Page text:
Key Moments in Client Relationships
In today's episode we discuss how to recognize 4 key moments that can make or break your relationship with a client.
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Transcript (Generated by OpenAI Whisper)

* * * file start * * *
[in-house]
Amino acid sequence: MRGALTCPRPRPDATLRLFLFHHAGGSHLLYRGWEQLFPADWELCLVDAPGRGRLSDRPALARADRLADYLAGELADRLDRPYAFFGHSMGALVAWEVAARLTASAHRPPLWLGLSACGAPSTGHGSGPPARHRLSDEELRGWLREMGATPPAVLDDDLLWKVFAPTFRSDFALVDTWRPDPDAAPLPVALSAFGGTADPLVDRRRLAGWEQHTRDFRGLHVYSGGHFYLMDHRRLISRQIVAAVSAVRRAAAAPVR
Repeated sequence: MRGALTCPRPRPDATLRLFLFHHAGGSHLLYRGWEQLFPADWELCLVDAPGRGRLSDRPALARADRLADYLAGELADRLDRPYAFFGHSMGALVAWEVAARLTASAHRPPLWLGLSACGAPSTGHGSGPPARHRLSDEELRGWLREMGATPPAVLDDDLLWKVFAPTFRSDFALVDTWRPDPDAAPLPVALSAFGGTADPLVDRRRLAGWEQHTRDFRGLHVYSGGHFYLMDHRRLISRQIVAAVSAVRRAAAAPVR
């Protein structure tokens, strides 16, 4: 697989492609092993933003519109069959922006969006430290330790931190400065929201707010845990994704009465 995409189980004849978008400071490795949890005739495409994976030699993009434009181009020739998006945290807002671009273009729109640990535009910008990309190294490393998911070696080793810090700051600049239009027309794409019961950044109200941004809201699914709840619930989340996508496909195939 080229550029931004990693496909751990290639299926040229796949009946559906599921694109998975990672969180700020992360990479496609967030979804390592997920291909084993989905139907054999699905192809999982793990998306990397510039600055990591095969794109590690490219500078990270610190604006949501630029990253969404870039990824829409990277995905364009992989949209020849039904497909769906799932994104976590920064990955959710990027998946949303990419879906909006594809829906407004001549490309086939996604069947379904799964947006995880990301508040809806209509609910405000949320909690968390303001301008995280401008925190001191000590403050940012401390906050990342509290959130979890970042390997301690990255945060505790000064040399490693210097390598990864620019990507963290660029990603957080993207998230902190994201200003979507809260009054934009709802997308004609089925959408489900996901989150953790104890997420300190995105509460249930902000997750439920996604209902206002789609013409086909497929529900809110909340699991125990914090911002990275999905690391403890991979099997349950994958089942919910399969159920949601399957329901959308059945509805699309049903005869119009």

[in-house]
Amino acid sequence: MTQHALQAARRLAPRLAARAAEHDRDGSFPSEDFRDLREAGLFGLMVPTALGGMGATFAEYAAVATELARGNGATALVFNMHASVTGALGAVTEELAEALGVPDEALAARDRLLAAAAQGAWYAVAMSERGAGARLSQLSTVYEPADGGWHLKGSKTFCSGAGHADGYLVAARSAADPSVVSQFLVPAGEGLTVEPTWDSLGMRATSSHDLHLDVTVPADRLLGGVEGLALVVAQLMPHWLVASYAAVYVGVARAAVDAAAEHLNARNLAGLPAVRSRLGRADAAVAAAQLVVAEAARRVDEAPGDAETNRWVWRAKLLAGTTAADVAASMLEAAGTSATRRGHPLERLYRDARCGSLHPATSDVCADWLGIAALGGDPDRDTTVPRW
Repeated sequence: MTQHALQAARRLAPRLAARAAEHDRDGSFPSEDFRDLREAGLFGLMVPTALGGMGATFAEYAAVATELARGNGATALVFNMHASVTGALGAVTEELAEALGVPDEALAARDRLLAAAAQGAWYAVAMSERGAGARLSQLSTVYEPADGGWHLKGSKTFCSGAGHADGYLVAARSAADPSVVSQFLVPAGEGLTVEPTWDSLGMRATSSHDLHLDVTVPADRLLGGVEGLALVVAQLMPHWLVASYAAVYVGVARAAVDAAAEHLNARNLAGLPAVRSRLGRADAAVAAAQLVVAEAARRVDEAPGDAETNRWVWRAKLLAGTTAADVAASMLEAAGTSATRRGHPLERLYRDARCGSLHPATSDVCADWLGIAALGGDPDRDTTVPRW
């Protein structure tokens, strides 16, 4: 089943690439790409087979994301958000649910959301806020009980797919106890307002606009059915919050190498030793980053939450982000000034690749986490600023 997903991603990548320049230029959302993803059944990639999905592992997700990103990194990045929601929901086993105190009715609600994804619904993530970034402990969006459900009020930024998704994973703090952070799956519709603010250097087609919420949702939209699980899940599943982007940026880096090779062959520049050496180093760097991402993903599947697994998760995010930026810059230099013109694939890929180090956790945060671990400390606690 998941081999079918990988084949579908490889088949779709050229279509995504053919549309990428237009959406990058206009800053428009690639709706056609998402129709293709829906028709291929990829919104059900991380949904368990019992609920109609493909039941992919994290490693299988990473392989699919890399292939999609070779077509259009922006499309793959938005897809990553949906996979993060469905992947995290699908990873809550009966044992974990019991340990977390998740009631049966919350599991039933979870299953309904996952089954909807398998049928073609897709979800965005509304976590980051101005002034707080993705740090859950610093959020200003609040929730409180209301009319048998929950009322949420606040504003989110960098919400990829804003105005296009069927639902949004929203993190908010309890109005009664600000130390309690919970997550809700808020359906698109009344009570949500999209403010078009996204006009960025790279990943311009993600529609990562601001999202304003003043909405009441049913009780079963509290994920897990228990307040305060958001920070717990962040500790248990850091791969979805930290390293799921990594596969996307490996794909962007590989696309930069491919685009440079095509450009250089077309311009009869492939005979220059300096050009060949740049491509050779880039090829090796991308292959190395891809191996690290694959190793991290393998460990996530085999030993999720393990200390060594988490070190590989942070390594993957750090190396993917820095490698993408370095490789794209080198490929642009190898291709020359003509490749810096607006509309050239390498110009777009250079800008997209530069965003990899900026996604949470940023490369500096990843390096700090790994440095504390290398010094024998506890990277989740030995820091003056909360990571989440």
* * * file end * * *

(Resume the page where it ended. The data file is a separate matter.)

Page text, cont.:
Hey everyone and welcome to Developer Tea. My name is Jonathan Cutrell and in today's episode I'm going to be talking to you about key moments in client relationships. In today's episode I want to talk to you about managing client relationships. This is another installment in the series of episodes where I talk about client relationships. I do want every once in a while. I'm incredibly excited to dive into this one because it's such a key element of relationship management. It's the key moments for your client. Today's sponsor is Linode. If you are looking for a cloud hosting provider, you can instantly deploy and manage an SSD server in the Linode cloud in just a few seconds with your choice of Linux distribution resources and the location of the node. We will talk more about what Linode has to offer to developer T-listeners later on in today's episode. But before we do that, I want to go ahead and talk about client relationships and specifically the key moments of client relationships. Each of us has a certain amount of energy per day and successful developers are exceptionally talented at energy management. This isn't just developers. This is anybody who does good things with their time that requires energy management. Media ochre developers apply energy without discipline. You don't want to be mediocre, otherwise you wouldn't be listening to this episode. Here's the key. No matter how much energy you decide to pour into something, if you are pouring that energy in at the wrong times or in the wrong ways, you will not see growth. I want to stay here for a second. If you are pouring energy in at the wrong times or in the wrong ways, even if you're pouring it into the right idea or the right client, if you're doing it at the wrong time or in the wrong way, you're not going to see growth. I want to talk to you about putting your energy into your client relationships today and when you can win big with your clients, simply by controlling when and how you spend your energy with your clients. You may see where this is going. The key moments are where you want to spend your energy. All relationships have key moments. Those moments sometimes are hard to determine. Sometimes they are marked by the beginning of something new, such as the start of the relationship or when the two parties in the relationship decide to take a big leap together. Sometimes those big moments are marked by important conversations. Sometimes they are marked by tragedy. Sometimes they are marked by the closing of one chapter and the opening of another. By no means is this list comprehensive, the key moments in relationships may be seemingly insignificant and unexpected as well or they could be highly anticipated. In today's episode, I'm going to give you some key insights into capitalizing on those moments in your relationships with your clients and managing your energy by conserving for those key moments. But first, let's talk about today's sponsor, Linode. Linode is built on native SSD storage on a 40 gigabit network on top of Intel E5 processors. Super fast SSD servers. Now, you might think that this is difficult to get access to, but there's eight data centers and their plan start at $10 a month. So it's incredibly accessible no matter where you are. You can get a server running in under a minute with Linode and they have hourly billing with a monthly cap on all plans and add on services. The services include things like backups, node balancers and long view. You can even have a virtual machine. You could have a private get server. You can run a Docker container, create an encrypted disk. All of this for only $10 a month and they have eight data centers. It's a seven day money back guarantee, by the way. So if you try it out and you don't like it in seven days, then you can get your money back. One thing that I want to mention here, when Linode has been a sponsor of the show for a while, this is the really cool thing about Linode. Let's say, for example, that you have a five hour event and you need to ramp up your servers for that five hours. Okay. You can do that for that hourly rate. Hourly billing means that you can ramp up for five hours and have a super computer of a server for that five hours and then ramp right back down. So basically, you have the power to scale for special events or if you're launching something new, you can scale for one day and just pay you for that one day. So this is an incredibly cool feature of Linode. Go and check it out linode.com slash Developer Tea and here's the other thing. Linode is offering Developer Tealisteners $20 for free, just totally for free, $20 for free by simply using the code Developer Tea 20 at checkout. That $20 is a $20 credit to your Linode account. So they aren't going to send you a $20 bill, but you're going to spend that $20 bill anyway on a Linode server if you like their service. If you don't like their service, there's a seven day money pack guarantee. So go and check it out linode.com slash Developer Teause the code Developer Tea 20 at checkout. Of course, all of that information will be found in the show notes at spec.fm. Thanks again to Linode for sponsoring Developer Tea. So I want to share with you a few insights into how to capitalize on these key moments in your client relationships. And let me return back to the to the discussion about energy management for a second. So the reason why this is so important is because if you only have so much energy, if you only have so much energy and we all do, we only have 24 hours in a day and hopefully you're sleeping about eight of those hours. So that cuts us down to about 16 hours, right? If we only have 16 hours in a day and hopefully you're resting for somewhere around eight hours of that day, at least doing something that you like, maybe a hobby, maybe you're creating a podcast like I am, if you're resting for that eight hours, well, now you have eight hours left, right? Eight hours to do something productive. And of course, everybody does this differently. Sometimes people borrow from their from their resting time for a period of time to invest a little bit more in their work. But the long term idea is to get to the place where you have sustainable energy output. Okay. So once you level off, once you have a specific amount of output every day, then knowing where to put that output is the only way to grow. So let's think about that again for a second. If you only have a certain amount of output per day and that's your sustainable amount of output, then the only way to grow your business or to grow as a developer is to know where to put that energy so that it works for you better, so that it's a better investment, right? You need to be thinking about your time like an investment, not like something that you spend just kind of aimlessly, right? Going back to my quote from earlier, successful developers are exceptionally talented at energy management, but mediocre developers apply energy without discipline. Sometimes mediocre developers apply 12 or 16 hours of energy, but they do it without discipline. They're not doing it in the right places. So I want to share with you ways that you can spend that energy in those key moments. Now, how can you recognize a key moment? That's what I want to share with you today. I want to give you a few characteristics that you can look for and some advice for when you realize that you're in a key moment with your client. So the first characteristic is any time there is a transition or some kind of major change for your client. Once again, anytime there is a transition or some kind of major change for your client, think back to your childhood for a second. If you ever had to move away from the place that you were living to a new place, that was an incredibly important time to you most likely. That's not something that you're likely to forget. You probably remember some of the things that you packed last and you probably remember saying goodbye to your friends at that point in your life. Those kinds of major changes, whether it's an organizational or a personnel shift, a direction shift for the company, maybe an external factor that has changed, maybe an earnings report has come in for that company. These can be a significant event for the person you are working with and it can be a source for a key moment. The best way to capitalize on these situations is to be especially present and helpful in that transition period without overstepping your boundaries. And what that looks like is letting the person know that you are available to them, being responsive to them more than you normally would be, responding a little bit quicker, letting them know that you're there to support them through the transition. This pays you back in major ways. First of all, because they see you as someone who is their advocate. If you're helping them through a transition, that is a key moment that they are going to look back to in the future and remember how much help you provided to them or how present and mindful you were of their situation. So anytime there is a transition or some kind of major change, that is the first characteristic you want to look for. Number two, whenever there is a special date or event, now this may seem a little bit trite, but think about it for a second. Humans celebrate dates. We celebrate them all together across the world like on international holidays. We also celebrate them as countries for national holidays. We celebrate them regionally and we celebrate them within certain interest groups. We celebrate them with our families and in one-on-one relationships. We have anniversaries and we have friendship anniversaries. Those kinds of things. Dates are important to humans. If your client mentions a date to you, especially if there is a special event on that date, it is a good idea to make that date important to you too. That date is a key moment for your client. Just like you might hurt a friendship, if you forget a birthday, you might hurt a client relationship if you ignore a key business date or if you even act ambivalent towards that key business date. If your client cares about a particular date, then you need to understand that that is a priority to your client. Just like anything else that they come to you with as a priority, you need to treat that date like a priority to your business with them. Especially on the date that it occurs. Maybe there is a conference or something that your client is going to be a part of. It is not a bad idea to be at the conference with them if you have the means to do so. By simply being present at something like that, you are showing your appreciation and that you are prioritizing what that client cares about. This is a key moment. Contrast that to a non-key moment. If you just arbitrarily picked out a date to put a bunch of energy into the client, they aren't going to connect a lot of meaning to that. They aren't going to look back at that as a key moment for them and they may forget all of that energy that you put in. If you put a bunch of energy into something that they have explicitly told you that they care about, that's energy much better spent. If you have eight hours in a day, then that eight hours is much better spent if your client knows and cares that you are spending it. Whenever there is a special date or event that is an opportunity to identify a key moment with your client. Number three and four are related to each other and that's because we are talking about the beginning of a project and the end of a project. This is probably the most universal rule for client relationships in terms of key moments. These two moments are key in every single relationship, the beginning of the project and the end of a project. That's because each of these has a major impact on the future after that particular moment. Let me explain what I'm talking about. The beginning of a project sets a tone for the rest of the project. The beginning of a project sets a tone for how your client views you throughout that project. It may even set the tone for how that client views you in perpetuity during the project and after the project. If you get the beginning of the project right, if you focus on it and spend energy in the beginning, listening to your client and making sure that you have all your ducks in a row and we have a lot of other things to go over to explain what it means to have all of your ducks in a row. If you put your energy and your time and your effort in at the beginning on the front of that relationship, that's going to pay you back throughout the project. Focus on the beginning of the project and the other side of this, the end of a project. The reason why that's important is because the end of the project has a major effect on how your client remembers the whole project, how your client views the process, how it went. There's some research on this subject that people are likely to have an opinion that reflects mostly their experience towards the end rather than the average of their experience overall or the experience they had in the beginning. So it's important in the beginning to set up the experience so that the entire project has an overall good structure and that you're able to work well with that client, that you have open communication, but the end of a project is a key moment simply because that is what is going to stick with that client. So how can you knock the end of a project out of the park? Well, I have a simple recommendation and that is to keep 10% of the budget in reserve. Okay, keep 10% of the budget in reserve for the last 2% of the project. Okay, think about that for a second. Give yourself the margin, the space, the time to spend extra energy at the end of a project. This is the simple concept of over delivering, but planning to over deliver, planning ahead of time that you're going to spend extra energy on the last 2% of that project. What this does is twofold. One, it prepares you for avoiding and resisting the feelings of burnout on a project. And this can happen very easily. The end of the project often gets underserved because you start feeling burn-outs the developer. You start getting tired of the project and starts becoming a little bit laborious to respond to all of the continued requests. And your client is going to feel like they're bothering you if you are not ready for all of that extra work that needs to occur at the end of a project to truly knock it out of the park. And the second effect that this is going to have when you keep some time in reserve and you give yourself margin at the end of the project, your client is going to feel so much better about that final delivery because your energy was dedicated to that last bit of the project. And this is going to have a lasting effect on your client. It absolutely will change the way your client views retroactively what has happened on that project. And here's the more important part, how they think about you going forward. This is how you gain positive relationships with people. How you gain a network relationships with people. When somebody comes up to them and asks them, you know, the kind of experience they had working with their developer, if you did a great job at the end of the project, they are more than likely to sing your praises rather than complain. And that's exactly why this is a key moment in their relationship. So a quick recap on those four characteristics. Number one, anytime there's a transition or some kind of major change, that could be a signal for a key moment in your relationship with your client. Number two, whenever there's a special date or event. Number three, the beginning of a project. And number four, the end of a project. Thank you so much for listening to Developer Tea. And thank you, of course, to our wonderful sponsor, Linode. If you are looking for a cloud hosting solution and you use Linux and you are okay with having a super fast server on SSD, that is easy to spin up and has hourly billing. Go and check out lino.com slash Developer Tea. Use the code Developer Tea 20 and you get $20 free dollars worth of credit on Linode. Thank you so much to Linode and thank you for listening to Developer Tea. If you have not yet subscribed, go ahead and take two minutes. It's very easy. Pull up whatever podcasting app you're using. You can subscribe on your computer, but you're probably all listening on your phones. Go ahead and pull it up and click subscribe. That way you don't miss out on future episodes of Developer Tea. If you're enjoying Developer Tea, make sure you leave a review in iTunes. This is the best way to help other developers find the show. But of course, it also helps Developer Tearise in the rankings on iTunes and that means more people will see it. That's how it helps other developers find the show. Thank you all for leaving those reviews. I read every single one of them and I appreciate all of you who have said such kind things about Developer Tea. I will be sharing some of these reviews in the future. Notes from today's episode and every other episode of Developer Teacan be found at spec.fm. Thank you so much for listening and until next time, enjoy your tea.